Indian spectrum could be used as collateral for loans
India’s finance ministry has put forward a series of proposals to generate some much-needed credit for the country’s telecoms sector.
All spectrum in India is owned by the government. It is leased to operators on a 20-year contract, with the condition that it will be returned to the government afterwards.
However, telecoms companies in India have been struggling to raise credit, due in part to slow growth and poor financial performance by Indian operators. The telecoms minister Kapil Sibal recently asked the Indian prime minister and finance minister to intervene to encourage the banks to start lending to telecoms companies again.
The finance ministry has put forward a number of proposals to ease the situation.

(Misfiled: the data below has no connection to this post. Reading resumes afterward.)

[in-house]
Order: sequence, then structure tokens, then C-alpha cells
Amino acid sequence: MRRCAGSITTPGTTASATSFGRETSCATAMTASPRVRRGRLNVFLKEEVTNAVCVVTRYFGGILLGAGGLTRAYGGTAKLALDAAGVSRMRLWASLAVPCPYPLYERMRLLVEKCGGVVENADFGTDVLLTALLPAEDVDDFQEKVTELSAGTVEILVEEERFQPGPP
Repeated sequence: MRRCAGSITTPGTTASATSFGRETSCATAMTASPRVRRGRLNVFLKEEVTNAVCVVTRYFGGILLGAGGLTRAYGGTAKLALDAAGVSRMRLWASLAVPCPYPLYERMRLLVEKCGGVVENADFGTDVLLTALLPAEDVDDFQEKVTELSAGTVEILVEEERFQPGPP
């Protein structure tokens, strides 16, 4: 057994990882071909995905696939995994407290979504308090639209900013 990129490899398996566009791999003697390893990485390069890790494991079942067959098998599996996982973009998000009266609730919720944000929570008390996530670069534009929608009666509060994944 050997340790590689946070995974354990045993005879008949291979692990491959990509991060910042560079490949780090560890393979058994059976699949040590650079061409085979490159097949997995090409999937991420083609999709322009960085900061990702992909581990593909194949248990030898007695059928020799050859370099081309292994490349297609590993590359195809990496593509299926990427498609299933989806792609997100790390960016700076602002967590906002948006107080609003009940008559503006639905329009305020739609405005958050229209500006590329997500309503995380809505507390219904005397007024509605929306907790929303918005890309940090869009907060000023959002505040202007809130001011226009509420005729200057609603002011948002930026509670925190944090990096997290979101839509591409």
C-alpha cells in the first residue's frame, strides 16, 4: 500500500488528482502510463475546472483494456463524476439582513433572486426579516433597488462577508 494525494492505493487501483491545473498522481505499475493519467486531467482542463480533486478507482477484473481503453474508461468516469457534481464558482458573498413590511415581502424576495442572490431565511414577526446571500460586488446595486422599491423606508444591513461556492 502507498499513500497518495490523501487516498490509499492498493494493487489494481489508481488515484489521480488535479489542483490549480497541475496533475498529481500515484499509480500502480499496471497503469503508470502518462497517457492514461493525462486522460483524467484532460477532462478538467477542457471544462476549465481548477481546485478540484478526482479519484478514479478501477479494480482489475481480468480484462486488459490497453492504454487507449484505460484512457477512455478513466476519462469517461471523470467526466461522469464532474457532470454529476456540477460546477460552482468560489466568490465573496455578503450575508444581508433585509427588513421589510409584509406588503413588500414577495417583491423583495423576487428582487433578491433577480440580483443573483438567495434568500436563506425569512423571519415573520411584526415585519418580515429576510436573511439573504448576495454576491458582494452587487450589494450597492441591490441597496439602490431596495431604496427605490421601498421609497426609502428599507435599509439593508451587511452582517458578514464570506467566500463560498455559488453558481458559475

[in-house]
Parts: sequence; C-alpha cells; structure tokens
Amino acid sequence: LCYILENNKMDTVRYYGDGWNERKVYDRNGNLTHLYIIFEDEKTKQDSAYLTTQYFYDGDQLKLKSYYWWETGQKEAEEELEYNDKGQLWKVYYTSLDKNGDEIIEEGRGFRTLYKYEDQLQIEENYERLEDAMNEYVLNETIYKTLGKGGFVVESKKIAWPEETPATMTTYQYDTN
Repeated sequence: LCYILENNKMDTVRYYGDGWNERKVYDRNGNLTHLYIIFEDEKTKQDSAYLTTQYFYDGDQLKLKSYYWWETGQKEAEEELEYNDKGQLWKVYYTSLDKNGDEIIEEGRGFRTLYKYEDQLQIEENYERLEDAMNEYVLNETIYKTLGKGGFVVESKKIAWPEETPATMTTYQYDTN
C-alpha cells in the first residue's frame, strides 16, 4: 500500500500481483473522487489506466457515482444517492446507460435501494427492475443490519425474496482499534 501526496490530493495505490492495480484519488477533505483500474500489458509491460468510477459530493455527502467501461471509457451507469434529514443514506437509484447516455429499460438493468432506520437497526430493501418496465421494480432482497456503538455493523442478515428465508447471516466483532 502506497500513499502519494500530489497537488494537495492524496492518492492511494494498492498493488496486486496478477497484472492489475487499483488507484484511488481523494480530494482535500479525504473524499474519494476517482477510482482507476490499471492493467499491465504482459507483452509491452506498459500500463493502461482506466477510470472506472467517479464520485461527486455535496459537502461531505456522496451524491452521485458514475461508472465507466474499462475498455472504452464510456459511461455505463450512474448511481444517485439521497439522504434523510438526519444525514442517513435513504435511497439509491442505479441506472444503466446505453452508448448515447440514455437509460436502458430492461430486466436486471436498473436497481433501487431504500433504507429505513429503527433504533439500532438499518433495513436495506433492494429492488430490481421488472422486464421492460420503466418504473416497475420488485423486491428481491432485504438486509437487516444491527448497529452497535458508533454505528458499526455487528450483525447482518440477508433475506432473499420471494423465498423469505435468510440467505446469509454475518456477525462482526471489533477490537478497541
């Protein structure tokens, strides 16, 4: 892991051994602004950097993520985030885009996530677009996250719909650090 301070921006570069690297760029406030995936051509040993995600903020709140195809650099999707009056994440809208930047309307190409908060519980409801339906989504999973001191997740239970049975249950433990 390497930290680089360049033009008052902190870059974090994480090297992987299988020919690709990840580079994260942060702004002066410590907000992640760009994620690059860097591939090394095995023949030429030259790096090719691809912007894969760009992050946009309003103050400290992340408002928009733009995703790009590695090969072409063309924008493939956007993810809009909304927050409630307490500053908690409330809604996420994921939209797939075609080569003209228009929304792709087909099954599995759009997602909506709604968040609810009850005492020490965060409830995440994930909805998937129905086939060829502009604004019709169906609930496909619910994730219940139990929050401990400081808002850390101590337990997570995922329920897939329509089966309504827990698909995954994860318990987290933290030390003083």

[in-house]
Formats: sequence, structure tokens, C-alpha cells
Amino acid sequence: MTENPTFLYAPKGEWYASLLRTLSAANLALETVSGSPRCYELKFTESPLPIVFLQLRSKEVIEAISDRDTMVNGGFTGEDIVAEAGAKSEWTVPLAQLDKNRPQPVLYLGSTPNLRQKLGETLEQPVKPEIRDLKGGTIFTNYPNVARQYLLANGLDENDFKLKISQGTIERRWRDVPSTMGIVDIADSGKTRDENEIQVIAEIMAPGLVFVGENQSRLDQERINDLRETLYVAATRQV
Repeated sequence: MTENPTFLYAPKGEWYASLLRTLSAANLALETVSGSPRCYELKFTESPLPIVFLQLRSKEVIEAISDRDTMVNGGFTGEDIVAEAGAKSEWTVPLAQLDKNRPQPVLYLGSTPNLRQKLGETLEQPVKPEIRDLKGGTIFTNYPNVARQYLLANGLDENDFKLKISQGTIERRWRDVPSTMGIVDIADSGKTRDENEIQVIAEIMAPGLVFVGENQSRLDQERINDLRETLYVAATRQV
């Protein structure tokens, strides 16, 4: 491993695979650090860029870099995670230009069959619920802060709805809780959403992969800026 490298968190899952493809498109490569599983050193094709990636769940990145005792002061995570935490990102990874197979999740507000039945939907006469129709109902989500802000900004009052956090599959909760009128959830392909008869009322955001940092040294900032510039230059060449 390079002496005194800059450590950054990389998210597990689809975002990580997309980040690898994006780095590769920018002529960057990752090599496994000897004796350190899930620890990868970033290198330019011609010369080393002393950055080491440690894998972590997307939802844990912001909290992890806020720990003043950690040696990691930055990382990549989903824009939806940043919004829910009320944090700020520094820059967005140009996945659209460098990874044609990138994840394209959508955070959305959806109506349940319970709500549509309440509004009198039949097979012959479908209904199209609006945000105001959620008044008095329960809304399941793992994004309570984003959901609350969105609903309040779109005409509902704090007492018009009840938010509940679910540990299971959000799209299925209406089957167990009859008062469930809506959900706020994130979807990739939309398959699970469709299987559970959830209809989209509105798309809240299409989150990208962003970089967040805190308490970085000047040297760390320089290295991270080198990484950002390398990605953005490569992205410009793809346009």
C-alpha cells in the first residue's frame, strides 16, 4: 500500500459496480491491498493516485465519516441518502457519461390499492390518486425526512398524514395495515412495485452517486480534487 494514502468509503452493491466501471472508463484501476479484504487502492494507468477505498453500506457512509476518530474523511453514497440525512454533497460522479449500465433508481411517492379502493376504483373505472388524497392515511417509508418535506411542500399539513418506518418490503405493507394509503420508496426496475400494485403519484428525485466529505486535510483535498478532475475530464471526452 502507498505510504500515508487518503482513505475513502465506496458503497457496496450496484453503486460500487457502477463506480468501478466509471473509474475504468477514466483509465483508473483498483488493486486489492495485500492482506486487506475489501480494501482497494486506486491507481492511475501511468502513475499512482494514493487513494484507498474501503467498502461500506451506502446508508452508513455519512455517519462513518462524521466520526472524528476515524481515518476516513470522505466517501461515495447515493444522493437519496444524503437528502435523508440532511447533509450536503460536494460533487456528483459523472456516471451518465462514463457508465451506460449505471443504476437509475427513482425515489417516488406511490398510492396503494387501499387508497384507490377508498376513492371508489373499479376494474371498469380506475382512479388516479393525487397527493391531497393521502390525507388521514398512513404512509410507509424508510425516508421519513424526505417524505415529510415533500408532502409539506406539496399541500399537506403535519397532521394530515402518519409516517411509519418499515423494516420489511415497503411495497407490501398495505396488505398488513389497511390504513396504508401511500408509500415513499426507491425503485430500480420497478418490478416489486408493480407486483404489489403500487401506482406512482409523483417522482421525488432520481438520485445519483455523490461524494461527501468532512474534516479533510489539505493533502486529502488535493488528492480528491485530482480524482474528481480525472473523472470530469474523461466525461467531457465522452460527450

The main proposal is that spectrum should be used as collateral, allowing banks to seize spectrum from operators if they default on bank loans. Spectrum could also be used as collateral if operators have their mobile licence revoked. Several telecoms operators in India are in danger of losing their permits for failing to meeting obligations, such as by failing to roll out their services in time.
These changes would effectively mean that the ownership of spectrum would over time be removed from the government.
Other proposals include liberalising merger and acquisition regulations so that “a reasonable number of efficient and strong financial players can emerge” and to allow operators to share spectrum.
These proposals are set against a background where the mobile spectrum is becoming an increasingly valuable asset to telecoms companies.
Last year, the Telecoms Regulatory Authority of India (TRAI) valued 2G spectrum as 35% higher than the price for 3G spectrum, drawing protest from established carriers.
Telecoms minister Sibal was appointed to his post in November 2010 and is in the process of overhauling India’s regulatory environment. For more on regulatory reform in India, see here.